If you pre-register for the 2015 General Assembly (Vienna, 12 – 17 April), you can take part in our annual photo competition! From 1 February up until 1 March, every participant pre-registered for the General Assembly can submit up three original photos and one moving image related to the Earth, planetary, and space sciences in competition for free registration to next year’s General Assembly!  These can include fantastic field photos, a stunning shot of your favourite thin section, what you’ve captured out on holiday or under the electron microscope – if it’s geoscientific, it fits the bill. Find out more about how to take part at http://imaggeo.egu.eu/photo-contest/information/.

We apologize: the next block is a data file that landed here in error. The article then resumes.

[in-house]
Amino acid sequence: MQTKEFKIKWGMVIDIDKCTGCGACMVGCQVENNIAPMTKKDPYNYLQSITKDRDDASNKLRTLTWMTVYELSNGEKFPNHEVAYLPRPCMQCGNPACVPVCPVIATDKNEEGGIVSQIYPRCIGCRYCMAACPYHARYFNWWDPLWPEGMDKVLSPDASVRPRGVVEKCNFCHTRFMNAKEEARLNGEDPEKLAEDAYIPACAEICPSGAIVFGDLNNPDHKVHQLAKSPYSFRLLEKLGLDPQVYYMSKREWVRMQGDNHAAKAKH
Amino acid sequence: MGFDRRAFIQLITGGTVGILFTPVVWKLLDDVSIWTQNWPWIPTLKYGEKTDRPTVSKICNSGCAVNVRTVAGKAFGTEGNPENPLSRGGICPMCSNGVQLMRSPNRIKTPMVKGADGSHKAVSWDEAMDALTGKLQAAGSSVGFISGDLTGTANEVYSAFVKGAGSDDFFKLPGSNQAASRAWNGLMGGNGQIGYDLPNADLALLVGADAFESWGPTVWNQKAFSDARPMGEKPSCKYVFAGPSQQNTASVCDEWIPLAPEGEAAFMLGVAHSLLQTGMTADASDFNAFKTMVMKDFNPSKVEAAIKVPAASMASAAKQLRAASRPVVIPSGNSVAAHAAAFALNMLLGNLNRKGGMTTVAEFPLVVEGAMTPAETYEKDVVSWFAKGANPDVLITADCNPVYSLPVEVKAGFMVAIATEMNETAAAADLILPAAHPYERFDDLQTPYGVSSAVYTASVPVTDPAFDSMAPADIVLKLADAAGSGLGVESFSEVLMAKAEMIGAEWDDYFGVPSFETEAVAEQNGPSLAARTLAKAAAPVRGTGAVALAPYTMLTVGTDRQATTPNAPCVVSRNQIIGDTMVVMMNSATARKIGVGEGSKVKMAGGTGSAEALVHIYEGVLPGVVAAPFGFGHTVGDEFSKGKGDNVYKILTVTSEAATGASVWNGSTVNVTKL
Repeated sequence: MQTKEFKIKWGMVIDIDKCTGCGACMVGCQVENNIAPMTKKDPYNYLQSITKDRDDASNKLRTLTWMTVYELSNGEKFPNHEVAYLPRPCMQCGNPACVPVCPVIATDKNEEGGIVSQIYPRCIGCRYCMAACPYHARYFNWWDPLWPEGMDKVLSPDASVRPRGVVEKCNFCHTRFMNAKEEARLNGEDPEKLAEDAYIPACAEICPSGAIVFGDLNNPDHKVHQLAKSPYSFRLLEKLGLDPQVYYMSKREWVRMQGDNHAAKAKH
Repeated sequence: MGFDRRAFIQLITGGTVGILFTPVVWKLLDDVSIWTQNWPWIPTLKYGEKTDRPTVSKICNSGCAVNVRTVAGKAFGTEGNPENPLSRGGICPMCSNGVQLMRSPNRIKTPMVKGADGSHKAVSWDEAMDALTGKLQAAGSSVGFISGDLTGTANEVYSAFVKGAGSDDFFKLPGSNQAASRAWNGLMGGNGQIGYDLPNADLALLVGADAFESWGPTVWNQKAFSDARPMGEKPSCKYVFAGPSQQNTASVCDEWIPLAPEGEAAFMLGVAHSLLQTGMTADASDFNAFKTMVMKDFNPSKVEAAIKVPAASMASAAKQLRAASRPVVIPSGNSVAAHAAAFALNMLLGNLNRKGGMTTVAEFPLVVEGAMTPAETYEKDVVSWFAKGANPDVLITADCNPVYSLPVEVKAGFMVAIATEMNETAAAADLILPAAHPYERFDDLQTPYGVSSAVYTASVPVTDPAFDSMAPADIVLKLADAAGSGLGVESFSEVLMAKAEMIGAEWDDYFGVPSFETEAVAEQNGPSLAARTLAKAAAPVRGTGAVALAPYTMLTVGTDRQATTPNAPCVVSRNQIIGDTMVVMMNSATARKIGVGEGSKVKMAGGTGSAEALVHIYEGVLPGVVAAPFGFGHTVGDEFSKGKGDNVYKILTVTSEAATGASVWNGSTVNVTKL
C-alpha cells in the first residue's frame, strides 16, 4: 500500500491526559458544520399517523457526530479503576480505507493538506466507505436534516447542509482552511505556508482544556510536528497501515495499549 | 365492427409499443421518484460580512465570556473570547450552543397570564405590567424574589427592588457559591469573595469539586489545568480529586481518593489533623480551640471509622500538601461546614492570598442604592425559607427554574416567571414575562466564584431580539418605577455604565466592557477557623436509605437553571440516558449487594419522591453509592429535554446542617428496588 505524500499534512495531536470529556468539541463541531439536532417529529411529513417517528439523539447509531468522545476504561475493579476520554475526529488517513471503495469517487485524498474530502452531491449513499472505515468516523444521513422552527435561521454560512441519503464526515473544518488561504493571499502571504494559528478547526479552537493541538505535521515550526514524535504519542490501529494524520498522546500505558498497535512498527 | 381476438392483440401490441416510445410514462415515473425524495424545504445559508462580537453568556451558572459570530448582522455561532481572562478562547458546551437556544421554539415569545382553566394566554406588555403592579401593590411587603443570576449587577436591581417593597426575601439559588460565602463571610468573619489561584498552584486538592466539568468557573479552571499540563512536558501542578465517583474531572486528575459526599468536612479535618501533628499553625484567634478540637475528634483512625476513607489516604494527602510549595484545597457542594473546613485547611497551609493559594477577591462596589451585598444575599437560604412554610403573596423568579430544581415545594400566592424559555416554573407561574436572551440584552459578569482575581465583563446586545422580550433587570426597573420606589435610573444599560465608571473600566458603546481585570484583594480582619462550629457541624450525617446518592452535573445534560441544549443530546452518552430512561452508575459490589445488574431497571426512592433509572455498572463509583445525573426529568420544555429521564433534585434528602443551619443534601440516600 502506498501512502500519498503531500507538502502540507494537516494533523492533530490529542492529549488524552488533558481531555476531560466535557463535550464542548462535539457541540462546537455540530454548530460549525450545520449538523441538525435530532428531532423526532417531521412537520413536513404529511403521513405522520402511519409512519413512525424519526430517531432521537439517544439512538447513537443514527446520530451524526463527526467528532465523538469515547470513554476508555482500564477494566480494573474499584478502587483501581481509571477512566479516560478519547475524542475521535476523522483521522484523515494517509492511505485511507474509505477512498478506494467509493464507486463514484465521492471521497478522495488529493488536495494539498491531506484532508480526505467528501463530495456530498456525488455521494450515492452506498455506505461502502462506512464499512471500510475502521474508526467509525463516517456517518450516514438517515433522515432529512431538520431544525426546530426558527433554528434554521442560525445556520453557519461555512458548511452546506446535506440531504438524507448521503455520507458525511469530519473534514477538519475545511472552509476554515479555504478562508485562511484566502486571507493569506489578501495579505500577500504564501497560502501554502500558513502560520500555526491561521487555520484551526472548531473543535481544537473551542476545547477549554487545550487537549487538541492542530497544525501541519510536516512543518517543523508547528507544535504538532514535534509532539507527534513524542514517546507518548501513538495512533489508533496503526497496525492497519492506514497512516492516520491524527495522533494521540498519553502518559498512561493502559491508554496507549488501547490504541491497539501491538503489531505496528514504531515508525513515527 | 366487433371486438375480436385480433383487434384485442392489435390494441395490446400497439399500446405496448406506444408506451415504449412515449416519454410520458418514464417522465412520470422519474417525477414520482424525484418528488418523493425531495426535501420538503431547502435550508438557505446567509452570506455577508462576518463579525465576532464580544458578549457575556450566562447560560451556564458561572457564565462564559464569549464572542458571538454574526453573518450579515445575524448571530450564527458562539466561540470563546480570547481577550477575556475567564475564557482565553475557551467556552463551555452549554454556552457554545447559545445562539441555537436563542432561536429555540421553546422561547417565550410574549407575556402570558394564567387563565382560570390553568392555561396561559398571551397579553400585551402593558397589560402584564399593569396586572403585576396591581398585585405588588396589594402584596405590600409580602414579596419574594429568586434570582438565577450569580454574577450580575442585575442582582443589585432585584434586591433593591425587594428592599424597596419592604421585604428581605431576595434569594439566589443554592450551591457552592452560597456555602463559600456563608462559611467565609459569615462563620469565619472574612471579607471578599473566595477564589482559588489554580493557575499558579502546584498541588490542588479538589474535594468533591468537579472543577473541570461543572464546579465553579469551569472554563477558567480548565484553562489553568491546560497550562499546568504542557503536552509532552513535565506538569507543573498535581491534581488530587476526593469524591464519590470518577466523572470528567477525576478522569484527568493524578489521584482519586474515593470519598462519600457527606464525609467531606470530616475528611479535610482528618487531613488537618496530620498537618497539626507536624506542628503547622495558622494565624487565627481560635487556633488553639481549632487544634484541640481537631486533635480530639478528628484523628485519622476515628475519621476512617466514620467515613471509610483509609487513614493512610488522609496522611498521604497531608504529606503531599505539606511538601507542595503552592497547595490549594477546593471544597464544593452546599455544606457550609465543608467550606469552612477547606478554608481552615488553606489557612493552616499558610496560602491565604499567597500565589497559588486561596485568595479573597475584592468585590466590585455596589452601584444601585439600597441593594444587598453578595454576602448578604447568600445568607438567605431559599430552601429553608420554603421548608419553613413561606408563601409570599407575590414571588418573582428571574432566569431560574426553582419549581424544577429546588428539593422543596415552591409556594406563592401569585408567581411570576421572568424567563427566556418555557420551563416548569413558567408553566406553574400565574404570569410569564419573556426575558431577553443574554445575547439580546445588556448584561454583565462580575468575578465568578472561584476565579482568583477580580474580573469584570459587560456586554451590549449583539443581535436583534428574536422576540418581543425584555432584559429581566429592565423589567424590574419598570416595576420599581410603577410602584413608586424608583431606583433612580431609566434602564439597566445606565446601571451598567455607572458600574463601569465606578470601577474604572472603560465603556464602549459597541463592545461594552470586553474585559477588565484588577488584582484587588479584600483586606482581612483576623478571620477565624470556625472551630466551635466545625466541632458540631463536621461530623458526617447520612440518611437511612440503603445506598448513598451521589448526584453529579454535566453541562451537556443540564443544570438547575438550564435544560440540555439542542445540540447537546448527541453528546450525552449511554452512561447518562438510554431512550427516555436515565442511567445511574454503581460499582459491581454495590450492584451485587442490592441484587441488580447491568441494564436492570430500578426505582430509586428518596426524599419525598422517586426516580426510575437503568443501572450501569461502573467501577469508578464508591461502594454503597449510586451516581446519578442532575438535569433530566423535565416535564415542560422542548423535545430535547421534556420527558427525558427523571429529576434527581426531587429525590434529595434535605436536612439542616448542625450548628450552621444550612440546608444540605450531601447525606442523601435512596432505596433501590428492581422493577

Imaggeo on Mondays: Iceberg at midnight

Standing on the vast expanse of gleaming white sea ice of the Atka Bay, Michael Bock took this stunning picture of an Antarctic iceberg. The days, during the Antarctic summer, are never ending. Despite capturing the image at midnight, Michael was treated to hazy sunlight.

Icebergs at midnight. Credit: Michael Bock (distributed via imaggeo.egu.eu)

Icebergs at midnight. Credit: Michael Bock (distributed via imaggeo.egu.eu)